Pigments – which work by absorbing certain wavelength of light and, unlike dyes, don’t dissolve in water – traditionally come from biological sources. Here, two London chefs use bright turmeric and slick squid ink to create two pigment-packed dishes.
11 Apr 2017
Scallop bhel puri with yellow and white turmeric
by Rohit Ghai, Jamavar
Turmeric powder, packed with the lurid orange pigment ‘curcumin’, is often considered to be more about the colour than the taste.
That’s because, according to Rohit Ghai of Jamavar, a high-end Indian joint on Mayfair’s Mount Street, we’ve often been using the wrong kind. For this dish, alongside powdered yellow turmeric, Ghai uses fresh white turmeric, which has a mango-like flavour and looks more like ginger. It’s called ‘amber haldi’ in most Indian stores.
The fresh turmeric root has a delicate flavour that isn’t overpowered by the mildly sweet scallops. Puffed rice and chickpea noodles add texture, while a sticky tamarind sauce brings a final punch to the bhel puri.
Turmeric also has its uses outside of the kitchen. It’s touted as having super medicinal qualities, and can be used for anything from heartburn to joint pain. In ancient times, turmeric was used by Buddhists to dye their gowns gold.
Squid ink bolognese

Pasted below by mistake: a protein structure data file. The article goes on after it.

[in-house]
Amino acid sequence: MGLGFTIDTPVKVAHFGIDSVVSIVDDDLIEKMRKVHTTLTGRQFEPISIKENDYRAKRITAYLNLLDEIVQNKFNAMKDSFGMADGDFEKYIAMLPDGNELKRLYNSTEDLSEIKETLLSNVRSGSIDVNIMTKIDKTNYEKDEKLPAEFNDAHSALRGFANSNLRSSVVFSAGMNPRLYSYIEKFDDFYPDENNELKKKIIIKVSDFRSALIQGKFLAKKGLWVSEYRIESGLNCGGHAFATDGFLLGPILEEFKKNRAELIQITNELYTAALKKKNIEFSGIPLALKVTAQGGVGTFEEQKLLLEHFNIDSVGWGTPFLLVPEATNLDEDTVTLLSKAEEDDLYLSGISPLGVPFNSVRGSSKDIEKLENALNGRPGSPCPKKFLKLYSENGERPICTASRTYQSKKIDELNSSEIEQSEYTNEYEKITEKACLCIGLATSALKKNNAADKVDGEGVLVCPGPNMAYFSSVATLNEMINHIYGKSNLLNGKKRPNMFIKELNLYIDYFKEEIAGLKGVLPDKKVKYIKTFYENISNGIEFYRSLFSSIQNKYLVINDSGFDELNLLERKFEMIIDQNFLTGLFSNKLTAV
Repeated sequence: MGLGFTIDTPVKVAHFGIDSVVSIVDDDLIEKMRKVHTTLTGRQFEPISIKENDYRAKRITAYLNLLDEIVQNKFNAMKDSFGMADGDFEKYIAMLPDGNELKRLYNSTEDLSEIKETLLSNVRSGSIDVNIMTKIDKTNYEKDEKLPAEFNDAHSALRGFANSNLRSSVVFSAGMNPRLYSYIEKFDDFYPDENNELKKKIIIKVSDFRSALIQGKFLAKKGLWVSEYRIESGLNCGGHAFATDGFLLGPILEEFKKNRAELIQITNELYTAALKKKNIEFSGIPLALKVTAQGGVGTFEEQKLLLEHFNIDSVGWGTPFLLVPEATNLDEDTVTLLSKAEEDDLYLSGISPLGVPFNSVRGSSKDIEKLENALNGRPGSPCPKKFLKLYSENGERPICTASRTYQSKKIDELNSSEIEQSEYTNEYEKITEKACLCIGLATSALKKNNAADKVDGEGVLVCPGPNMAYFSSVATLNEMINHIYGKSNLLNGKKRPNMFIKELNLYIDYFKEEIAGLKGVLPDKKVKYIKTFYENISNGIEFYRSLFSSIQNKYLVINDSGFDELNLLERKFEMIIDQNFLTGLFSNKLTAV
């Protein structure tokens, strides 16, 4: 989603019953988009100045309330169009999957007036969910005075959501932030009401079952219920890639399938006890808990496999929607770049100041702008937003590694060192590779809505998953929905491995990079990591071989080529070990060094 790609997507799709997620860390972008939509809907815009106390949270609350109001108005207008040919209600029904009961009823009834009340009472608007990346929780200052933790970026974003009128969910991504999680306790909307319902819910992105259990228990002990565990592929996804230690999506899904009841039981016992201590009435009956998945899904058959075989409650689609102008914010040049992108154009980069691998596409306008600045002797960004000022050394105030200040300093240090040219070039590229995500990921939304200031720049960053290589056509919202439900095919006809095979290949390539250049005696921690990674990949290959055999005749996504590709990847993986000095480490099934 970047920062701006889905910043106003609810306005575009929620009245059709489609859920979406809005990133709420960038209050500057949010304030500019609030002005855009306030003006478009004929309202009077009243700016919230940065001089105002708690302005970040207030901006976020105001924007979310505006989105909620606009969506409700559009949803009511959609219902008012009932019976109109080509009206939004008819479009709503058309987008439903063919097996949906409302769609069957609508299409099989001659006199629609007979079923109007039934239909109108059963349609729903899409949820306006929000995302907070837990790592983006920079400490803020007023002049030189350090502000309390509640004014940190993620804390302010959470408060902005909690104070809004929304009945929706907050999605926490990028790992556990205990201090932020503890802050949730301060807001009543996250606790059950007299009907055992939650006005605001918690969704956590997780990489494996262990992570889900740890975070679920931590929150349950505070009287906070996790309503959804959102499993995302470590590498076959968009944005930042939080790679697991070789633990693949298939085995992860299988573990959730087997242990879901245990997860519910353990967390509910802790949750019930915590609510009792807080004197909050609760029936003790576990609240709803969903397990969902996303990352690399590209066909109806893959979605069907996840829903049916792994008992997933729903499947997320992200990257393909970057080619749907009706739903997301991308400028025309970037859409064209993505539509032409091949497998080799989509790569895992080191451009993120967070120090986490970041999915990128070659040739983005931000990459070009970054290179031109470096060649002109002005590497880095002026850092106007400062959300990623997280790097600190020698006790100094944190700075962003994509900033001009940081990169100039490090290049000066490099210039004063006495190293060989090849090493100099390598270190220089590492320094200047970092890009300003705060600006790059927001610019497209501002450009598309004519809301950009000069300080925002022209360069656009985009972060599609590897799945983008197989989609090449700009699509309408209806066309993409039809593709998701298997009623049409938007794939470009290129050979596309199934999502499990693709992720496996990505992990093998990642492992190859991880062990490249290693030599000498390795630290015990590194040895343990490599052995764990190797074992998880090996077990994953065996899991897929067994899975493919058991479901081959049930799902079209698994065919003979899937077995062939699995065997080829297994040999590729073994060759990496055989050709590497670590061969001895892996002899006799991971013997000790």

by Ben Marks, Perilla
Cephalopods (the collective name for tentacled sea creatures) produce an ink that’s highly pigmented with melanin.
Each creature’s ink is a different shade: sea hares send out plumes of fluorescent magenta liquid, while ink from the cuttlefish is a brown shade. Octopus ink is black. Here, Perilla’s head chef Ben Marks uses squid ink to impart a rich blue-black colour on the dish.
The ink can be harvested from a fresh squid, but it’s also possible to find jars and single-serve sachets, imported to the UK from Spain.
The use of squid ink in cooking isn’t just for dramatic effect: it’s high in iron and glutamic acid, meaning it has a strong umami flavour and pairs well with other rich foods, like truffles. Here, Marks has used minced cuttlefish, pancetta and agretti (a spaghetti-like vegetable) to make a twist on bolognese.
A zingy squeeze of lemon punches through the umami and smoky pancetta flavours.
This story is taken from Courier Apr/May 2017.